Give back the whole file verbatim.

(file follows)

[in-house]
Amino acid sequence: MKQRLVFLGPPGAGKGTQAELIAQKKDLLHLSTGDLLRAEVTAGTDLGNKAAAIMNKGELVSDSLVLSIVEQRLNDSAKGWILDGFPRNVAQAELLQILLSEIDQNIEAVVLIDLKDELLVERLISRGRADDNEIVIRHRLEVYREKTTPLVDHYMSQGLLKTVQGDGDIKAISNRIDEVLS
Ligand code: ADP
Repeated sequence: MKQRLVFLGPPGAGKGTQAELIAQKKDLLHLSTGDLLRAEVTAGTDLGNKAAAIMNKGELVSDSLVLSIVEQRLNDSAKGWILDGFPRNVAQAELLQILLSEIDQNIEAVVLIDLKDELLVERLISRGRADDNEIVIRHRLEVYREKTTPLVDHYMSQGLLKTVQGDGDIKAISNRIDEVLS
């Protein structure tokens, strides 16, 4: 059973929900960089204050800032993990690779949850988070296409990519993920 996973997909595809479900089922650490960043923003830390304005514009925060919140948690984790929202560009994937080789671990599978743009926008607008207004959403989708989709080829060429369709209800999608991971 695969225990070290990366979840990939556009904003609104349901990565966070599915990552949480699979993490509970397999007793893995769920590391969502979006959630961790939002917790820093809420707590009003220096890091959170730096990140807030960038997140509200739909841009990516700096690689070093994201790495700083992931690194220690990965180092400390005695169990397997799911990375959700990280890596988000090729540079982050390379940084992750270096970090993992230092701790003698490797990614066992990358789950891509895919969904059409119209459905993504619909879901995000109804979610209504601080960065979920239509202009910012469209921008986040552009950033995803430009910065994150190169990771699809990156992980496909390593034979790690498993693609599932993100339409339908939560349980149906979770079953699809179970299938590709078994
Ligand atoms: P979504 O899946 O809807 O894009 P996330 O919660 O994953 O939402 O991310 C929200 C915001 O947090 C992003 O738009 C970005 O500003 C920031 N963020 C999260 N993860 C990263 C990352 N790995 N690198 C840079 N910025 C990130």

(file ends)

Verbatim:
[in-house]
Amino acid sequence: MKQRLVFLGPPGAGKGTQAELIAQKKDLLHLSTGDLLRAEVTAGTDLGNKAAAIMNKGELVSDSLVLSIVEQRLNDSAKGWILDGFPRNVAQAELLQILLSEIDQNIEAVVLIDLKDELLVERLISRGRADDNEIVIRHRLEVYREKTTPLVDHYMSQGLLKTVQGDGDIKAISNRIDEVLS
Ligand code: ADP
Repeated sequence: MKQRLVFLGPPGAGKGTQAELIAQKKDLLHLSTGDLLRAEVTAGTDLGNKAAAIMNKGELVSDSLVLSIVEQRLNDSAKGWILDGFPRNVAQAELLQILLSEIDQNIEAVVLIDLKDELLVERLISRGRADDNEIVIRHRLEVYREKTTPLVDHYMSQGLLKTVQGDGDIKAISNRIDEVLS
């Protein structure tokens, strides 16, 4: 059973929900960089204050800032993990690779949850988070296409990519993920 996973997909595809479900089922650490960043923003830390304005514009925060919140948690984790929202560009994937080789671990599978743009926008607008207004959403989708989709080829060429369709209800999608991971 695969225990070290990366979840990939556009904003609104349901990565966070599915990552949480699979993490509970397999007793893995769920590391969502979006959630961790939002917790820093809420707590009003220096890091959170730096990140807030960038997140509200739909841009990516700096690689070093994201790495700083992931690194220690990965180092400390005695169990397997799911990375959700990280890596988000090729540079982050390379940084992750270096970090993992230092701790003698490797990614066992990358789950891509895919969904059409119209459905993504619909879901995000109804979610209504601080960065979920239509202009910012469209921008986040552009950033995803430009910065994150190169990771699809990156992980496909390593034979790690498993693609599932993100339409339908939560349980149906979770079953699809179970299938590709078994
Ligand atoms: P979504 O899946 O809807 O894009 P996330 O919660 O994953 O939402 O991310 C929200 C915001 O947090 C992003 O738009 C970005 O500003 C920031 N963020 C999260 N993860 C990263 C990352 N790995 N690198 C840079 N910025 C990130």